Wednesday, October 7, 2009



Have you ever filled the kitchen sink with hot water to wash some dishes and when you stick your hands in the water it feels as if the flesh is being seared from your bones?  If you purposely wait a good while after the dishwasher has finished its cycle before emptying it you, like millions of other normal people, are susceptible to being burned.  All of us have learned to not touch the stove while it’s on, but apparently some people never learn.  For even as you read this article, someone out there is walking over a raging bed of coals.

The art of firewalking has been practiced for thousands of years dating back to 1200 B.C.  Countries such as Greece and China used firewalking as representations for healing, initiation, and faith.  However, firewalking did not become popular in America until 1977 when author Tolly Burkan, initiator and owner of the Firewalking Institute of Research and Education, sought to explain how people could safely carry out the phenomenon.  Firewalking has also been sought as a personal development tool, which fellow firewalker since 1976, Peggy Dylan, has provided to the public through her organization Sundoor.

So…what makes firewalking possible?  There are many theories still surfacing to an explanation, but let me explain some of the known facts that make this at least theoretically possible:

•    Are bodies are 90% water.  So the main aid is the difference between water’s and the coals’ specific heat capacity. Specific heat is the measure of the heat energy required to increase the temperature of a unit quantity of a substance by a unit degree.  While water has a high specific heat, the coals have a much lower one.  Therefore, your foot temperature changes less than that of the coals.

•    Your blood circulation carries heat to and away from your feet.

•    When the coals cool down, they dip below the flash point where they are no longer burning and no new heat is produced.

•    Firwalkers are walking, so their skin is only exposed to the extreme temperatures for a brief moment.

The main theory that continues to hold validity is the Conductivity Theory.  It can be illustrated by the scenario of reaching into the oven to grab a baked dish.  You can stick your bare hand into the oven and not get burned.  But if you touch any of the metal inside you would be instantly burned.  This is because air is a poor conductor of heat.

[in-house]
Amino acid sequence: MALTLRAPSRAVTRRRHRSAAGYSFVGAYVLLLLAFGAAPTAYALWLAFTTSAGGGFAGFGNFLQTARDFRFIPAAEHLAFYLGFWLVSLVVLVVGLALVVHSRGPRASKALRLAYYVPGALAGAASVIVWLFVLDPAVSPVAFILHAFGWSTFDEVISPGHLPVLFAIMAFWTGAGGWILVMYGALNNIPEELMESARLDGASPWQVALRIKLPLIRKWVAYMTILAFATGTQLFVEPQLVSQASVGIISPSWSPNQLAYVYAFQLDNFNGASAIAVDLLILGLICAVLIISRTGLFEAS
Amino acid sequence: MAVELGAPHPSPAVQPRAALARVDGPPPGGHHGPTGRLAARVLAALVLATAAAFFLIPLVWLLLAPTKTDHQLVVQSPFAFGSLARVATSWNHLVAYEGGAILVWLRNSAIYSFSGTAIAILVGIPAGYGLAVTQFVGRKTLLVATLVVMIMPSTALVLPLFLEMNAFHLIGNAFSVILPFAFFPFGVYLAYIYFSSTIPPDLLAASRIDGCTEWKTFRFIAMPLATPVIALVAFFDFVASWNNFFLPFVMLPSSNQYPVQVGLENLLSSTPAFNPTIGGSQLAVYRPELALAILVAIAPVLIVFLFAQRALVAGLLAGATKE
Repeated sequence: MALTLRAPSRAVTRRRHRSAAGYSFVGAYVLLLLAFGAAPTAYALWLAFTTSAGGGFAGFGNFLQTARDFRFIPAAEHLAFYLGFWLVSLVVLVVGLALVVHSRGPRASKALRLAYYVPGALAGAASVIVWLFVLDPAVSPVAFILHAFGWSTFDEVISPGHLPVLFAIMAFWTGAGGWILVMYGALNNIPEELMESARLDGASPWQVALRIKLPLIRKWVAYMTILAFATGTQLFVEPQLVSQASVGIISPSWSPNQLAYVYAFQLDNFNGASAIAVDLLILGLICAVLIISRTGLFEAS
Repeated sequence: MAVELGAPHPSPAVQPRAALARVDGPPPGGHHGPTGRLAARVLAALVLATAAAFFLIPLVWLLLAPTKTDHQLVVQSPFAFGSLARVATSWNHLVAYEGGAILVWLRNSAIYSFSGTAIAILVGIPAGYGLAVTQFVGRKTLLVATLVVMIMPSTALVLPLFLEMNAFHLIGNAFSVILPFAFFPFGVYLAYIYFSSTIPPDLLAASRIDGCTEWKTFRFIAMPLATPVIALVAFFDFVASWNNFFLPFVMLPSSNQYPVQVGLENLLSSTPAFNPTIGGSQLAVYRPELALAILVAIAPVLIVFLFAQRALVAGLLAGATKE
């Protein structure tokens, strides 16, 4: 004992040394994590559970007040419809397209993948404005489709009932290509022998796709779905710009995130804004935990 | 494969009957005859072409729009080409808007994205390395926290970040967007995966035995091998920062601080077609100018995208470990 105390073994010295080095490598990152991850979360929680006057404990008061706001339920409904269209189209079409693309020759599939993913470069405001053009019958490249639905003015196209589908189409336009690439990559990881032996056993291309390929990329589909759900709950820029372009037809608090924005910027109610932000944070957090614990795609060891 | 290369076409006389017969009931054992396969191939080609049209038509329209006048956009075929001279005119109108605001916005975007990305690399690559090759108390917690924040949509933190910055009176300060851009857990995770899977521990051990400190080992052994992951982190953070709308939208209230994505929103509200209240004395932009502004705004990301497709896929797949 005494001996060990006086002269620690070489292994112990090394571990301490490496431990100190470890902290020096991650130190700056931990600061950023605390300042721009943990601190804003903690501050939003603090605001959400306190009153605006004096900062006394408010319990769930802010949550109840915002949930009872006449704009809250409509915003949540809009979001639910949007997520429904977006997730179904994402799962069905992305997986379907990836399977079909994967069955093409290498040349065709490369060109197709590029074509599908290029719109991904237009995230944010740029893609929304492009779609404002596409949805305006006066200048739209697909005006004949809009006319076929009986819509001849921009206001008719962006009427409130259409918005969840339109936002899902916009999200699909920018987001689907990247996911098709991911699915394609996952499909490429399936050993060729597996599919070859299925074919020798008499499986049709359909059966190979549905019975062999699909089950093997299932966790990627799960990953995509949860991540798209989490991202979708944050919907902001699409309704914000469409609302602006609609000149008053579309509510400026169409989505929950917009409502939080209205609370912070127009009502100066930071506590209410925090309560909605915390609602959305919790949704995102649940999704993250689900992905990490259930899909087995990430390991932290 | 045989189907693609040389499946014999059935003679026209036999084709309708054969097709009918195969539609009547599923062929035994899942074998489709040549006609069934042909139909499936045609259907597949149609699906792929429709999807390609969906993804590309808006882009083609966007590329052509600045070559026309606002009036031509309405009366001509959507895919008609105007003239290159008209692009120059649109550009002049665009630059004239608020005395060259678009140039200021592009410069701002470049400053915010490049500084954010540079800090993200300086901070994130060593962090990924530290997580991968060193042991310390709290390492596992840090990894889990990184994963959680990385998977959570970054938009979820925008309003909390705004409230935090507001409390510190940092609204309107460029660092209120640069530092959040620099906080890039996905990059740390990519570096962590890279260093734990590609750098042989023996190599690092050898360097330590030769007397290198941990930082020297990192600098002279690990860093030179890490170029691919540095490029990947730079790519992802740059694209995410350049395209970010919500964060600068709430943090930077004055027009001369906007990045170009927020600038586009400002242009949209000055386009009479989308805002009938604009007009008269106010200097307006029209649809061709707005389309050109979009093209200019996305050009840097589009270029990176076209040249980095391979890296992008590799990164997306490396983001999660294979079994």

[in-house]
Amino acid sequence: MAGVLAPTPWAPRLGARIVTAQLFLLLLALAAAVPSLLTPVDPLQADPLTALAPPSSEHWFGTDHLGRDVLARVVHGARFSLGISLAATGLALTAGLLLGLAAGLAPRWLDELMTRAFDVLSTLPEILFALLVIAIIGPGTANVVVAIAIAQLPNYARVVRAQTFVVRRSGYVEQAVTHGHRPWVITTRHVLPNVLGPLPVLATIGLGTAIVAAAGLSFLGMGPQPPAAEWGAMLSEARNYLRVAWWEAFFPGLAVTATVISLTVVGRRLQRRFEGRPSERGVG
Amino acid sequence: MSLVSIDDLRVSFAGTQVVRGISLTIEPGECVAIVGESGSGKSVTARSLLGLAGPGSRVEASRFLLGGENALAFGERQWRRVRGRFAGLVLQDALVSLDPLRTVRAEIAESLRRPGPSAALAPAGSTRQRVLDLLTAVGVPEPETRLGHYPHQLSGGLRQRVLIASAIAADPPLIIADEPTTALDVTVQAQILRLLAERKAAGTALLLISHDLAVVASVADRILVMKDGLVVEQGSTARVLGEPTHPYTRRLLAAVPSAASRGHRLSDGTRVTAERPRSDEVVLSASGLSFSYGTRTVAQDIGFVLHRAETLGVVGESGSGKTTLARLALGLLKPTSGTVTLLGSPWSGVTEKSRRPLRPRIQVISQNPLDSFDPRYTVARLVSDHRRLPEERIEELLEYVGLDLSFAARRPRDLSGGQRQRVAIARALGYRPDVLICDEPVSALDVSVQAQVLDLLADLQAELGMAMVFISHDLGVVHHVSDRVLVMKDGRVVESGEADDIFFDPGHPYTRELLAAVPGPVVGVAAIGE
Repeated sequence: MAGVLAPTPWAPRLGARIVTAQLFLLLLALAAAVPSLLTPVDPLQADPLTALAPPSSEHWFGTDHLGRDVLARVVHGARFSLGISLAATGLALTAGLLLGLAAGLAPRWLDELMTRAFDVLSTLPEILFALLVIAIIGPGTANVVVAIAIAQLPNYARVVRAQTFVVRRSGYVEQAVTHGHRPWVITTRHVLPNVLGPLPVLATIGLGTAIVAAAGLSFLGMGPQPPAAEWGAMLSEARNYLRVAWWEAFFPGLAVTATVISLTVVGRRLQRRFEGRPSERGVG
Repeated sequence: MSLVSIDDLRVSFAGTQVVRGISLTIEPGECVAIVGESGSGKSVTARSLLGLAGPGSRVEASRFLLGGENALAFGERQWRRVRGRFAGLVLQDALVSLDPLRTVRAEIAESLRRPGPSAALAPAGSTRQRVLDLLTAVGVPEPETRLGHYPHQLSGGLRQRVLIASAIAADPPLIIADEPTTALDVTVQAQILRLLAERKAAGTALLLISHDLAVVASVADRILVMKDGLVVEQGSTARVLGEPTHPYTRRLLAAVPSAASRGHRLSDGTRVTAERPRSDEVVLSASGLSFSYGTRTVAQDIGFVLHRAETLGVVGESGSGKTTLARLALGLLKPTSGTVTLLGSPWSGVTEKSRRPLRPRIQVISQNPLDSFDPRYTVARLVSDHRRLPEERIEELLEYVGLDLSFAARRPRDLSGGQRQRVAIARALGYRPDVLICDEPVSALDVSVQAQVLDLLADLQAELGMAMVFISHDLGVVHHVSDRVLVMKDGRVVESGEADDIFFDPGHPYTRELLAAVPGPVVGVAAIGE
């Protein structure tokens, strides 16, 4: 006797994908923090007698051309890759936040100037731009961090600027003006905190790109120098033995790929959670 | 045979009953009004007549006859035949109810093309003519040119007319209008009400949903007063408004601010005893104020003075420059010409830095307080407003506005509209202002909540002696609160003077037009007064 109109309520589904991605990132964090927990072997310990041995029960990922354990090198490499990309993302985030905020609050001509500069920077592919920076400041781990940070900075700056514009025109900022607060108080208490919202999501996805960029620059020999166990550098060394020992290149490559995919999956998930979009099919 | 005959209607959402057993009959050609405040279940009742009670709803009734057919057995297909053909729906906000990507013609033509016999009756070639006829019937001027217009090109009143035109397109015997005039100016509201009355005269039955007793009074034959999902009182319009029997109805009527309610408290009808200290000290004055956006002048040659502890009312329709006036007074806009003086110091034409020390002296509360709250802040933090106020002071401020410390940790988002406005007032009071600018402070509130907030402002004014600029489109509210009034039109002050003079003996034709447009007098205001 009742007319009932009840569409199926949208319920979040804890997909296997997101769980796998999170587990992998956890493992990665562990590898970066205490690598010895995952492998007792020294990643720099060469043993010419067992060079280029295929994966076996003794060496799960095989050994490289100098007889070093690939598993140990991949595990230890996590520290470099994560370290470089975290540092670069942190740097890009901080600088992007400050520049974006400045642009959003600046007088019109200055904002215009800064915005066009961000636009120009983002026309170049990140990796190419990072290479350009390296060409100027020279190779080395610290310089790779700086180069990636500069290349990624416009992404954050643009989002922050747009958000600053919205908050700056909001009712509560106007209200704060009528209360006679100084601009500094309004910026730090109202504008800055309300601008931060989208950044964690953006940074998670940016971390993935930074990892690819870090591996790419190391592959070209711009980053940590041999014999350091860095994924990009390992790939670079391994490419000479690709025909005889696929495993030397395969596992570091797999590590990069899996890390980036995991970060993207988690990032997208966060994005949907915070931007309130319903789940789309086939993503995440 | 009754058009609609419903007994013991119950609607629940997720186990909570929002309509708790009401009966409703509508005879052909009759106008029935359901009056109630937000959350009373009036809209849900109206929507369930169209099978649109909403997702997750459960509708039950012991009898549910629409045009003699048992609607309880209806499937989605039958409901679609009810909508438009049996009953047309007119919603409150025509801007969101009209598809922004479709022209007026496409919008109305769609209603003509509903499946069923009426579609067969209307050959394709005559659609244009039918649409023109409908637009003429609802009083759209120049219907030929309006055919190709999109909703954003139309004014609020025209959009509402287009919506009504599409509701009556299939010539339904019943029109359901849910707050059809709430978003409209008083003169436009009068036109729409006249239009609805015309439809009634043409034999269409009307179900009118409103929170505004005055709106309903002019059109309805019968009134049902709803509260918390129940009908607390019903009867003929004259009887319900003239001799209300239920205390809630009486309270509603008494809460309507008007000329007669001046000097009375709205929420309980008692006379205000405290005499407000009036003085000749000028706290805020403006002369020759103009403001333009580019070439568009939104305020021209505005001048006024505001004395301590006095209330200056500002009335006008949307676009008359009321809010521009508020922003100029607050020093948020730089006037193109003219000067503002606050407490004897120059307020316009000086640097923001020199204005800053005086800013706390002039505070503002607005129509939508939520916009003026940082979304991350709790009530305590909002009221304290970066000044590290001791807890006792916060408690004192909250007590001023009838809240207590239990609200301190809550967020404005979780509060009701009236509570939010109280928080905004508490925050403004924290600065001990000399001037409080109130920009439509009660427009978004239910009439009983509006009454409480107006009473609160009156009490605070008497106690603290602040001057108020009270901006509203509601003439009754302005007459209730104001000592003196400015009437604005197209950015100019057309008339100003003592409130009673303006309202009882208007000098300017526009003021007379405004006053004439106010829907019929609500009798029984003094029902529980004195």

Yet, Mr. Burkan recently completed an experiment where he and some of his students walked across a red-hot grill.  None of them received any injuries and they actually caused the grill cover to warp!

Tolly Burkan, I believe, has the most convincing argument of all.  To explain his idea, Burkan recalls an experiment he saw in school as a child:

The teacher fills a paper cup with water and places it over a flame. The water boils and the cup does not burn. The reason for this is that the water can only reach a temperature of 212 degrees Fahrenheit before it turns to steam. Since the water is in constant contact with the paper cup, the paper cannot get any hotter than 212 degrees. However, in order for the cup itself to burn, it must reach a kindling point… which happens to be higher than 212 degrees. The water maintains the temperature of the paper at a constant 212.

Burkan claims that what makes our feet the exception is the fact that they are connected to a living being.  We can create physical experiences simply by thinking of something that triggers similar sensations.  As Tolly puts it, “It’s not ‘mind over matter’ but rather: ‘mind in matter’”.

 While the ideal temperature for coals during a firewalk is 1,000⁰ Fahrenheit (F), people have
traversed coals ranging up to 2,200⁰ F for distances over 120 feet!

By the way…Engine blocks for cars are poured from molten metal at 1,100⁰ F! 

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